Sunday, January 15, 2012

In the interim


While I chimed like a grandfather clock, my grandson† watched the movement of my tongue as if it were a pendulum. To his rapt attention, hour upon hour I tolled, until I became a horse’s hooves on cobblestone, and the mist arose, and Dickens was at the door. “I’m here!” the dear scribe cried, as if he’d joined us many times before. And, as he eyed us with a pleasure I clearly understood, the movers came and carted me away. “He was a good old clock,” their foreman said, “back in his day. I wonder what we’ll get for him?” The truck roared off. My grandson, a grown man in the interim, looked after us and waved. Or so I imagined in the cold and in the dark.

our second, nine months old


6 comments:

Jonathan Chant said...

I really liked this entry William. Great image and atmospheric...

William Michaelian said...

Thank you, and thanks for reading, Jonathan. It was born of the moment and I almost had to drop the poor boy in order to write it down. But soon enough, his intensity was diverted by a small piece of cheddar cheese.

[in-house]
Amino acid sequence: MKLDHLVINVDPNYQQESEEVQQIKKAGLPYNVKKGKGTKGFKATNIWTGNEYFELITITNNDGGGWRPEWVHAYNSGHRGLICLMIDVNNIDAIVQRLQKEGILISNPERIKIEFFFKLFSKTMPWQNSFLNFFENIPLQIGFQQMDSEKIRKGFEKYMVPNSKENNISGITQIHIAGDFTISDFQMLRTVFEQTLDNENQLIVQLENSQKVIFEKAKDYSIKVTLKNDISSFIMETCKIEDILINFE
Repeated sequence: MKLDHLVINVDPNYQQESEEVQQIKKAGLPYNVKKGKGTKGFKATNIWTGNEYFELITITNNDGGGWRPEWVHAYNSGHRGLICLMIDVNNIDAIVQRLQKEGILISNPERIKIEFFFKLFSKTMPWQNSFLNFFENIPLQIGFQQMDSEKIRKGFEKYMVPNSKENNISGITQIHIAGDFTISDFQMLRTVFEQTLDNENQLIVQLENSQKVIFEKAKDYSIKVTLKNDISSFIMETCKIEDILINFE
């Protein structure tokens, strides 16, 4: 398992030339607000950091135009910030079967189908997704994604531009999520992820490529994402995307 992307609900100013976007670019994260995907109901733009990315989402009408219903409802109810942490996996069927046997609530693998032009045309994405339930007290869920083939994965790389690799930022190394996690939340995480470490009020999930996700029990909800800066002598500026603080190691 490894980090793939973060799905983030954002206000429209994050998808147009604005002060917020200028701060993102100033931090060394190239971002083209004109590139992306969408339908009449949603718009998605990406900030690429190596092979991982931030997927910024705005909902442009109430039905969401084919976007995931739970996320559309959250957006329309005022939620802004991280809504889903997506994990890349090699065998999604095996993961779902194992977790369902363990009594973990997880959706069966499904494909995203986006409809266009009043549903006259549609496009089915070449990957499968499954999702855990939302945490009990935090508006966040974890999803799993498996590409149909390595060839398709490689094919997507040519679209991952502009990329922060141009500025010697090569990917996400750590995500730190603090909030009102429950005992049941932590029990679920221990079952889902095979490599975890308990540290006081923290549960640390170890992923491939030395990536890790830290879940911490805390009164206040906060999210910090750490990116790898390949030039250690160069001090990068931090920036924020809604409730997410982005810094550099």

vazambam (Vassilis Zambaras) said...

In this, the latest chapter of My Life as a Grandfather Clock, we finally get a glimpse of what makes William tick.....and it knocks the tocks off us!

William Michaelian said...

My goodness — you seem as wound up about it as I do!

erin said...

if you'd have dropped him, he'd of been born to grown man legs.

you take us to the places we are already headed toward, only you take us in a breath. i feel rather like the snowflake in this one, william. actually, in all of your writing.

i was watching the snow fall the other day. it appeared as though it was a single organism. however, when i chose to look, to really see, it was each one independent and naughty. well, not quite naughty, but it was fun to think so. you blow me singularly in new directions and yet the whole organism of snow remains.

xo
erin

William Michaelian said...

Erin, it seems to me that we’re fellow flakes on our way down. A breath of wind might be a decade; a gust the death or birth of a child. So much to learn and do, even while we melt.